Stop thinking of Adobe as a $600 stock
Adobe Inc. (NASDAQ: ADBE) has been an outstanding achievement over the past decade. As such, its share price reflected not only management’s strong business model and vision for the future, but also a decade-long monetary experience that brought strong duration stocks at unsustainable levels.
This has created a pegging bias for many investors, who are now seeing their beloved names trading at significantly lower levels and thinking the price they are paying is somehow a bargain.
While that may be the case for some names, I believe Adobe is one of them, for reasons I’ll outline below.
What a difference six months makes
About six months ago, I warned that Adobe’s stock price would face outdated returns, even as the company continues to perform well.
At the time, the sentiment around Adobe was still close to ecstasy and it was indeed difficult to envision a negative scenario for the share price going forward.
Fast forward just six months, however, and the stock price is now down more than 30% at a time when the market has only fallen just under 8% and other names in the industry have consistently outperformed Adobe.
Of course, by far the biggest driver of these abysmal returns was the Federal Reserve’s policy shift, which disproportionately punished high growth and momentum stocks.
Although for some investors this change in policy may seem like a fluke, caused by recent geopolitical events or the current recession, the reality is that this change was obvious. In November of last year, I spent a lot of time talking about these risks:
What we notice is that INTU, CRM, ADBE and WDAY are at greater risk of reversal in trading momentum. The big players in the ecosystem – AMZN, MSFT and GOOG are much less exposed due to their larger size and more diversified operations, however, as I noted earlier, the political risk here is much higher .
Source: Alpha Research
Going forward, we should recognize these risks and break away from the peg of exceptionally high valuations during the peak of excess liquidity in recent years. In other words, just because many companies are now trading at significantly lower levels doesn’t necessarily mean they’re good business opportunities.
Trading close to fair value
If we compare gross margins to multiple forward prices/sales within large cap cloud and software as a service players, we see that there is now a relatively strong relationship (see chart below).
In this regard, Adobe is right on the above trend line with its gross profitability of 88%.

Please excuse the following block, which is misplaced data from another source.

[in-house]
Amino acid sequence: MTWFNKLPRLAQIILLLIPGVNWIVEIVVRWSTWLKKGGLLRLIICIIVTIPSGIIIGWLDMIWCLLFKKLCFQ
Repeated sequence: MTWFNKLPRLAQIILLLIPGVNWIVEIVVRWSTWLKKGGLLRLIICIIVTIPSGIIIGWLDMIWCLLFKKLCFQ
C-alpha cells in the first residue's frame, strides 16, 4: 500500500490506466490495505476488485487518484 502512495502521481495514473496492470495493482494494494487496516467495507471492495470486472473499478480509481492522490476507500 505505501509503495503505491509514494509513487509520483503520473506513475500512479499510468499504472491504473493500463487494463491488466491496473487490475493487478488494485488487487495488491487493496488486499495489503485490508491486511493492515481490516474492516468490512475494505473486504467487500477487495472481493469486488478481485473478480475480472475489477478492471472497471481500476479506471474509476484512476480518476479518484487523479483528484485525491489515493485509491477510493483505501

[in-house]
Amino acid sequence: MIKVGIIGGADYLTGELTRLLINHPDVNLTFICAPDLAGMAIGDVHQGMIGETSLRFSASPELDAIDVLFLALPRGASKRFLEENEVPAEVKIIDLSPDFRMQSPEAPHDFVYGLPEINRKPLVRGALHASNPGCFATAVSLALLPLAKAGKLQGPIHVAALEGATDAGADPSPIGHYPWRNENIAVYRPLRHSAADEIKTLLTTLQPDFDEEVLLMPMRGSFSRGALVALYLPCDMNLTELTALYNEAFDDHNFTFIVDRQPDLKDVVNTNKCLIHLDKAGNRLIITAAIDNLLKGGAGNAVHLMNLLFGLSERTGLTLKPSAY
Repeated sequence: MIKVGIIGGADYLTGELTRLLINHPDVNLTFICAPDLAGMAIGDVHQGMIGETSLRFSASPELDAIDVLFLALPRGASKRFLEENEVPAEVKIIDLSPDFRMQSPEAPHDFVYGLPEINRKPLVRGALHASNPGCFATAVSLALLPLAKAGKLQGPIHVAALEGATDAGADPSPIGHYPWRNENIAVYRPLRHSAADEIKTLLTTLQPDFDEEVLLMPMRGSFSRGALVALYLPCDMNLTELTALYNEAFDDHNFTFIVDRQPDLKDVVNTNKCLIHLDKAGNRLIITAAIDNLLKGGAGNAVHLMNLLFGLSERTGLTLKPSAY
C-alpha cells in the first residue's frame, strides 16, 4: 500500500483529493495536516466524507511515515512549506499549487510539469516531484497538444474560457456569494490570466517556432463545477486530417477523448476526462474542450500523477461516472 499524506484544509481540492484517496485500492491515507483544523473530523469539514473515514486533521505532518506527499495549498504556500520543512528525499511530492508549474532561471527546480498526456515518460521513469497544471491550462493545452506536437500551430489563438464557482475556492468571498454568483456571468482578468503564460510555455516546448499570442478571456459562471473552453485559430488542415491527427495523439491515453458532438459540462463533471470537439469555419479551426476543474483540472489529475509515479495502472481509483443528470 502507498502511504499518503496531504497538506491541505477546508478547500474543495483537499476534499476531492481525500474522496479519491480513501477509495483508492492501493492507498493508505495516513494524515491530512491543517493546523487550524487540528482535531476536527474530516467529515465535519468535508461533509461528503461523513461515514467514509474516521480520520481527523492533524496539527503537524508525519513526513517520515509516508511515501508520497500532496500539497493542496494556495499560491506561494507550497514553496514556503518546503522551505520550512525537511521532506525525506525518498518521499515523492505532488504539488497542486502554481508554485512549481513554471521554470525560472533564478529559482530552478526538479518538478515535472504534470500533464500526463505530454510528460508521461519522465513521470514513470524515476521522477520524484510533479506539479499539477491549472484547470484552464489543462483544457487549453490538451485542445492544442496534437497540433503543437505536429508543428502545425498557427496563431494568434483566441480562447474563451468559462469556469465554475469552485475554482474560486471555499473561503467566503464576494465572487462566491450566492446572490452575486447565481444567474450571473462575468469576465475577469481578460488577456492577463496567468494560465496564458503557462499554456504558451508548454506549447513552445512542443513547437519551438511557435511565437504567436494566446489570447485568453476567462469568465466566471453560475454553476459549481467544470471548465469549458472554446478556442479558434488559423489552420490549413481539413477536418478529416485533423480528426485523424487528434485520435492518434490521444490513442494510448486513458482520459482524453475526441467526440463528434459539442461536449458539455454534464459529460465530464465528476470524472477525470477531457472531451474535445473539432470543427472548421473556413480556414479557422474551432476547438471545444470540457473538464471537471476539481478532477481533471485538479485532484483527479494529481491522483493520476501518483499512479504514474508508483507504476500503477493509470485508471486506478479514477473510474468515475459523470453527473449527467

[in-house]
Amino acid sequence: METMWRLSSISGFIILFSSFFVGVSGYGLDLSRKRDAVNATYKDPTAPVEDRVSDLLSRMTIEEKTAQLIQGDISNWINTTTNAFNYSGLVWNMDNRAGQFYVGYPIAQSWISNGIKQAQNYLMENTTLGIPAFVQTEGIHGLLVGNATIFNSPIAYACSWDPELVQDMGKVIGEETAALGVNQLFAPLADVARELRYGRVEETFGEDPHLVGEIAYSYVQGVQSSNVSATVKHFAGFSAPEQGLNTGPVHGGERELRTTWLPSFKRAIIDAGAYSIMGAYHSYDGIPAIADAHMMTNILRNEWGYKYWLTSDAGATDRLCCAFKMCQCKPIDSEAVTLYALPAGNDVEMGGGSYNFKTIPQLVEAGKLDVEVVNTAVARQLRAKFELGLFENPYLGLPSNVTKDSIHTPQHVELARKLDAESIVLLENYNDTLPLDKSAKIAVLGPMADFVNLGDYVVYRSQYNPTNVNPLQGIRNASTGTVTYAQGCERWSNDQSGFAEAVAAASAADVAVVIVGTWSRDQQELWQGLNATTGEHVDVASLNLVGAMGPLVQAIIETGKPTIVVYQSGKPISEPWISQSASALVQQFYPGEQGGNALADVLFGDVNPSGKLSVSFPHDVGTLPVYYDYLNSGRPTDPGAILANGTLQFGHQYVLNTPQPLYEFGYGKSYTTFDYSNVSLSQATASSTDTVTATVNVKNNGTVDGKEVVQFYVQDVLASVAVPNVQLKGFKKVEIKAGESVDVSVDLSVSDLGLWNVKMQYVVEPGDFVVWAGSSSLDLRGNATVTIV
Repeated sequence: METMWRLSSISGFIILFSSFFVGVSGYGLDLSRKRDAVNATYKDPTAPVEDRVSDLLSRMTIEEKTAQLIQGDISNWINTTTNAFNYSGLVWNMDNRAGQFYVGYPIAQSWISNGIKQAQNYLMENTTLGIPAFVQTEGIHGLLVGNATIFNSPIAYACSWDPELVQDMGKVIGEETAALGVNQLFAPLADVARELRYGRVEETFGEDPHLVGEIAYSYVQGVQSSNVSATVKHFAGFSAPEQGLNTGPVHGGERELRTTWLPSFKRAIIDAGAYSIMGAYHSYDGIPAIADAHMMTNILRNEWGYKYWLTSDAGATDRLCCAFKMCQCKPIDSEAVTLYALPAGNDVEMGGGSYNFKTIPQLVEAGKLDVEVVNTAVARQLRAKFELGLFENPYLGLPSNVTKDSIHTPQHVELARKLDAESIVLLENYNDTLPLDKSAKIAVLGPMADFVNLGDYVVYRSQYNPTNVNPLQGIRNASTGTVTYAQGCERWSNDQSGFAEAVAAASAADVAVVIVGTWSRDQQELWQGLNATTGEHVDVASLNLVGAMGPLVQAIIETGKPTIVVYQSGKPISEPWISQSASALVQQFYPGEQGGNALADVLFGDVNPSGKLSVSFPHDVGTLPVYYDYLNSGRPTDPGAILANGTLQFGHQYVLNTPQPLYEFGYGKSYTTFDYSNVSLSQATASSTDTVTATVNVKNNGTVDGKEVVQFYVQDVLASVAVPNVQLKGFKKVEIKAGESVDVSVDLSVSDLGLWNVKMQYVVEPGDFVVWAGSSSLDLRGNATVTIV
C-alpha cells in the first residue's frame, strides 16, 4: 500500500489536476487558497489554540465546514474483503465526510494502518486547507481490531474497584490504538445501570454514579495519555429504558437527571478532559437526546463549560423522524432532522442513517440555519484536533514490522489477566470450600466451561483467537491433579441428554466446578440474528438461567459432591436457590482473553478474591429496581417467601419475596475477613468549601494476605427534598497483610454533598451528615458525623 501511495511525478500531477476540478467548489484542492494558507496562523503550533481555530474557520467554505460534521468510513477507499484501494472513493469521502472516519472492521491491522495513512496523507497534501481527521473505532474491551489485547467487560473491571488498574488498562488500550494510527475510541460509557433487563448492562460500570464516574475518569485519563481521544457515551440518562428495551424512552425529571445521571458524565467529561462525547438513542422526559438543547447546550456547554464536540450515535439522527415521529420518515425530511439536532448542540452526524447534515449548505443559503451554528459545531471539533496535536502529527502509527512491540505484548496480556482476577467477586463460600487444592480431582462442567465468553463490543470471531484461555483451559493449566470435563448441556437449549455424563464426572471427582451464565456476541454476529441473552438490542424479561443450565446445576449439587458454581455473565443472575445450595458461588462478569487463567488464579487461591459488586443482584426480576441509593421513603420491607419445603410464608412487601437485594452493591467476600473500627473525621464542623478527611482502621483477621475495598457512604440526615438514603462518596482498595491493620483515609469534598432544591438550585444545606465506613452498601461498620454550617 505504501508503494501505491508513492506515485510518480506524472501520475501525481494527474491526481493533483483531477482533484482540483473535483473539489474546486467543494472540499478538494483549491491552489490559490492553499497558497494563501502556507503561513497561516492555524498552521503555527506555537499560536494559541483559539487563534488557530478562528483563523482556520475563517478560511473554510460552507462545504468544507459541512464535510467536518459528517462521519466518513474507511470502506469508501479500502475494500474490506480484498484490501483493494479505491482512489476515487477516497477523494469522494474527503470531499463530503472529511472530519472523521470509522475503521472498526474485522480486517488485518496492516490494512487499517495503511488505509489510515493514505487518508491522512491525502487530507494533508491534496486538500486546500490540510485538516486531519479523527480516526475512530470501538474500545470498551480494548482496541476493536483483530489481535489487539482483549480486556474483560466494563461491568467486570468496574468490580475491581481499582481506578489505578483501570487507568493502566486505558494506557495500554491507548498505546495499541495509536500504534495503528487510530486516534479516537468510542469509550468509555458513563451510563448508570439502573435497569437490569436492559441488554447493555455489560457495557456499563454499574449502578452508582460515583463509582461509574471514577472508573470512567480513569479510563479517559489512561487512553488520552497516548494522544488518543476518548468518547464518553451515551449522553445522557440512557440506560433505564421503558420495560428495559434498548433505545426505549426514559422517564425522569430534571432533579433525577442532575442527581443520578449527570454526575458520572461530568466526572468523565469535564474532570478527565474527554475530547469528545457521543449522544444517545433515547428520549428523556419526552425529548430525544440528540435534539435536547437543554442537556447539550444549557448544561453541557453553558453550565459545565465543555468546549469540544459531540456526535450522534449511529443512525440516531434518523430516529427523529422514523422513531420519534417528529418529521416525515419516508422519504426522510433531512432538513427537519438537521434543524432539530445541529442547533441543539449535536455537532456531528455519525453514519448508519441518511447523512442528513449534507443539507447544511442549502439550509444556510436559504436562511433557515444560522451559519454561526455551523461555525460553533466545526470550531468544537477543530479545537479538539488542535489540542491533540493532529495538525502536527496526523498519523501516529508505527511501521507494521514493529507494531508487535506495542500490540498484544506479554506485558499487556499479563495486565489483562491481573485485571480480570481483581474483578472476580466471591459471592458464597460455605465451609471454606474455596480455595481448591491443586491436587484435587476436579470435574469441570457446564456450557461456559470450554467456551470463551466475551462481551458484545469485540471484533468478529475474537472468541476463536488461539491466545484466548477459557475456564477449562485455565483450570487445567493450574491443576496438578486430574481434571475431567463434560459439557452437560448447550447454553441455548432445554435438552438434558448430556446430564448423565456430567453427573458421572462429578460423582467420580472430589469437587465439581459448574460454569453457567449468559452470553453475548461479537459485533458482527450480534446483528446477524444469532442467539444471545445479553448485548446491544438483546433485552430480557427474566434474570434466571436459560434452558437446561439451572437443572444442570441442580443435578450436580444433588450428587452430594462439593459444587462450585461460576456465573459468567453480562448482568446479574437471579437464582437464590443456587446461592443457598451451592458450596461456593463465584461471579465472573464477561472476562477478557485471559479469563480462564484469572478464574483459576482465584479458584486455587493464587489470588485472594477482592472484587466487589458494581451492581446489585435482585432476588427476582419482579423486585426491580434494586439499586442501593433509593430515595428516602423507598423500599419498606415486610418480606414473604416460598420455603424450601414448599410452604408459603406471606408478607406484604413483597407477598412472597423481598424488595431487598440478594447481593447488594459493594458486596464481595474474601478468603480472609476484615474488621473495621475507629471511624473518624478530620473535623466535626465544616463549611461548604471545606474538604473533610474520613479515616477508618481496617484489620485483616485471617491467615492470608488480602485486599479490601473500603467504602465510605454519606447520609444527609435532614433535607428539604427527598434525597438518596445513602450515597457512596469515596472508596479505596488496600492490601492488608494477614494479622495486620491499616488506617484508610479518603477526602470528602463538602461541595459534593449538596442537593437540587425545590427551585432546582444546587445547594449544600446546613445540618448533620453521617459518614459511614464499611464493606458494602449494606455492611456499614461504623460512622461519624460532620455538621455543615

The high gross margin players in the space typically have both the pricing power and the scale to support this. However, this is not always the case as some business models require an increasing level of fixed expenses in order to support their larger size. Inefficiencies and inorganic growth could also be attributed to players such as Salesforce, Workday (WDAY) and SAP (SAP) as they offer EBITDA margins well below what their gross profitability would suggest.
Although WDAY is still significantly smaller, this dynamic helps explain why CRM and SAP may seem undervalued based on their P/S multiples we saw above.
In this regard, Adobe’s business model does a fairly good job of translating gross profitability into EBITDA margins as we move down the P&L, but not as well as companies like Microsoft (MSFT) and Oracle (ORCL ).
In terms of expected future growth, Adobe is roughly in line with the average of its peers (see below). However, its expected revenue growth of almost 16% is still behind the other high-growth names in the peer group below.
If we compare these numbers today to what they were two years ago, we notice that in addition to the monetary conditions I discussed above, there is a broader theme of slowing growth. Only 4 of the 11 companies reviewed below are now expected to experience higher revenue growth compared to October 2020.
It is worth mentioning that Intuit (INTU) and Oracle both engaged in significant M&A transactions during this period, which helps to raise their growth profile.
With all of that in mind, Adobe appears to be trading close to fair value, assuming there won’t be another event of unlimited liquidity provided by monetary authorities yet.
Capital allocation issues
While Adobe’s stock price has been in the eye of the storm from the recent normalization of monetary policy, issues surrounding the company’s capital allocation are also beginning to surface.